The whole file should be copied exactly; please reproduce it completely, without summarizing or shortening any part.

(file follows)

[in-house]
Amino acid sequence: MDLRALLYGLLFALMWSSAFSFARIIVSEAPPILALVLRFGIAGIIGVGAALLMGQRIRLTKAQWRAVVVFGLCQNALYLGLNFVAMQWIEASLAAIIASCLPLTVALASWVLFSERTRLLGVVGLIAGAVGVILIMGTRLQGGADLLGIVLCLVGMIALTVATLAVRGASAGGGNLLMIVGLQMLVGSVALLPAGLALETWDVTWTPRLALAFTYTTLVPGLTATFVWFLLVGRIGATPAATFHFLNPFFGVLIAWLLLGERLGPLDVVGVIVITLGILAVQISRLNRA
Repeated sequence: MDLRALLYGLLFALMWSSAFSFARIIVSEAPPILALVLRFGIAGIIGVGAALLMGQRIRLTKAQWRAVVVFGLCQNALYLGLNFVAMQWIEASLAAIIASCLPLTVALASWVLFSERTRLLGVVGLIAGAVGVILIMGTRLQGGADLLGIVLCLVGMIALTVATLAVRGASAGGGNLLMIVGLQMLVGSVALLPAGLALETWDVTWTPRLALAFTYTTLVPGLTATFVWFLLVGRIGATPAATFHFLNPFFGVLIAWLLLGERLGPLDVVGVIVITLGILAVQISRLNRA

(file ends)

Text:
[in-house]
Amino acid sequence: MDLRALLYGLLFALMWSSAFSFARIIVSEAPPILALVLRFGIAGIIGVGAALLMGQRIRLTKAQWRAVVVFGLCQNALYLGLNFVAMQWIEASLAAIIASCLPLTVALASWVLFSERTRLLGVVGLIAGAVGVILIMGTRLQGGADLLGIVLCLVGMIALTVATLAVRGASAGGGNLLMIVGLQMLVGSVALLPAGLALETWDVTWTPRLALAFTYTTLVPGLTATFVWFLLVGRIGATPAATFHFLNPFFGVLIAWLLLGERLGPLDVVGVIVITLGILAVQISRLNRA
Repeated sequence: MDLRALLYGLLFALMWSSAFSFARIIVSEAPPILALVLRFGIAGIIGVGAALLMGQRIRLTKAQWRAVVVFGLCQNALYLGLNFVAMQWIEASLAAIIASCLPLTVALASWVLFSERTRLLGVVGLIAGAVGVILIMGTRLQGGADLLGIVLCLVGMIALTVATLAVRGASAGGGNLLMIVGLQMLVGSVALLPAGLALETWDVTWTPRLALAFTYTTLVPGLTATFVWFLLVGRIGATPAATFHFLNPFFGVLIAWLLLGERLGPLDVVGVIVITLGILAVQISRLNRA